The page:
Thereafter, His Holiness left for the Bud Walton Arena, to participate in a panel discussion Turning Swords into Ploughshares: The Many Paths of Non-Violence. His two co-panelists were Sister Helen Prejean, the nun and death-row activist whose opposition to the death penalty has won her an international audience, including through her book, Dead Man Walking; and Vincent Harding, whose long career in the African-American freedom movement began with Martin Luther King, Jr. On his arrival at the venue, His Holiness was received by University Chancellor Dave Gearhart. Around 10,000 people had gathered to listen to this session.
Chancellor Gearhart gave his welcome remarks and appreciated the university's student-funded Distinguished Lecture Series for sponsoring the event.
Thereafter, Sidney Burris, director, Fulbright College Honors Programme of the University, who was moderated the session, gave his introductory remarks. He said that from the discussion among "a monk, a nun and a college professor," the audience might learn something about incorporating non-violence in their daily life. He then invited the panelists to make their initial remarks.
His Holiness began by outlining the fact that man is a social animal and that our individual survival depend on the rest of the community. He said, unless it is a turtle (which is abandoned as an egg by its mother soon after being laid) almost all other living beings are cared for by their mother from birth.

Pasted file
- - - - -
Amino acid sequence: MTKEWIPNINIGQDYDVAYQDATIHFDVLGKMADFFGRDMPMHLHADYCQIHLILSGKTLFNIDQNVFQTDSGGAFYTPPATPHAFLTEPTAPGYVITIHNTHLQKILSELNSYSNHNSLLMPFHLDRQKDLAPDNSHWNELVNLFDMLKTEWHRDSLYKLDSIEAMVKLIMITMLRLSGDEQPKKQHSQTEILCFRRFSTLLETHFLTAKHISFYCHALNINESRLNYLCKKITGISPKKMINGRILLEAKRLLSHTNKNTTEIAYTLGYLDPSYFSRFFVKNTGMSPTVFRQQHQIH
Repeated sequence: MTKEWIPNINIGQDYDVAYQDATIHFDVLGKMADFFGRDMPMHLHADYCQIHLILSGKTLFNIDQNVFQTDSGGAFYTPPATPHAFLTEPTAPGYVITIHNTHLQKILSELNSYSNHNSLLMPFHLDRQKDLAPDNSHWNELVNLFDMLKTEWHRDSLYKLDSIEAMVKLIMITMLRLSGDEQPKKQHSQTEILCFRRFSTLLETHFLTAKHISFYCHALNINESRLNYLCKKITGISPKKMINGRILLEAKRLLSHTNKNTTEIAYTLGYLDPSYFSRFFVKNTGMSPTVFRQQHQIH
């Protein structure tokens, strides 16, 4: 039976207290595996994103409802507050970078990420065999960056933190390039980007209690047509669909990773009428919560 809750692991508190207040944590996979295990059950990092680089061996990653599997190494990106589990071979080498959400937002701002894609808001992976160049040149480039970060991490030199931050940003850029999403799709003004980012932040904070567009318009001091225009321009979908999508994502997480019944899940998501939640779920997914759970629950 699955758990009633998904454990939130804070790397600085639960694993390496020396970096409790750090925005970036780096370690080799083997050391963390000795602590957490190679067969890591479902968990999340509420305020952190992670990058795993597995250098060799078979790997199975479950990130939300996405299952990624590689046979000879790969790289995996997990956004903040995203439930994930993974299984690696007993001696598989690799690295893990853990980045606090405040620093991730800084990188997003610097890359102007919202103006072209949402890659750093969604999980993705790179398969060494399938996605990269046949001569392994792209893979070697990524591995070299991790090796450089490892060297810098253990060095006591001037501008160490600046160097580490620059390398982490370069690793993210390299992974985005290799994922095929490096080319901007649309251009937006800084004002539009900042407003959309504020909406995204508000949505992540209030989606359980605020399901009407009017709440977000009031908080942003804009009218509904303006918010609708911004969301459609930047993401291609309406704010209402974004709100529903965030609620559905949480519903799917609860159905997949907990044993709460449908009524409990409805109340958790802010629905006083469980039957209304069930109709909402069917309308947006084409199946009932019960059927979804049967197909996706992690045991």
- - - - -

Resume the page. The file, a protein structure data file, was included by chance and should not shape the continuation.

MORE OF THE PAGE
His Holiness termed the basic human nature as being one of gentleness. He said although aggression was also a part of our nature, it came about as a result of our intelligence and greed. He said medical scientists have confirmed that constant anger and fear are bad for our health, which, he said, confirms that our basic nature is one of gentleness.
His Holiness said that non-violence is basically related to action. Those of our action that are motived by compassion are non-violence while those coming out of hate are violence.
Thereafter, Sister Helen Pejean and Prof. Vincent Harding shared their thoughts on the issue of non-violence based on their individual experiences. Sister Pejean talked of her interaction with a prisoner on death row that made her realise that the people at large were ignorant of the reality surrounding death penalty. She said it led her to ask the question, "Where does the imitation of violence take us?" and she has since become a leading campaigner for the abolition of death penalty.
Prof. Harding spoke about his family upbringing by a single mother and the environment around him that led him to begin wrestling with the issue of non-violence. He talked about his participation on movements for compassionate justice and non-violent social change, including how he became a conscientious objector in the US Army. He eventually started working with Dr. Martin Luther King Jr.
Both the panelists talked about the strong impact of their Christian religion in their approach towards the issue of non-violence.
His Holiness remarked that the testimony of the two co-panelists confirms the fact that all major religious traditions have the same potential to promote inner peace.
Highlighting the importance of forgiveness, His Holiness suggested that this does not mean bowing down to the other. Rather, people need to make a distinction between the actor and the action when dealing with the issue of tolerance. Citing the case of the Tibetan people, His Holiness said that while we oppose and criticise China's action regarding Tibet, we nevertheless respect the Chinese people and have compassion for the Chinese Communist hardliners.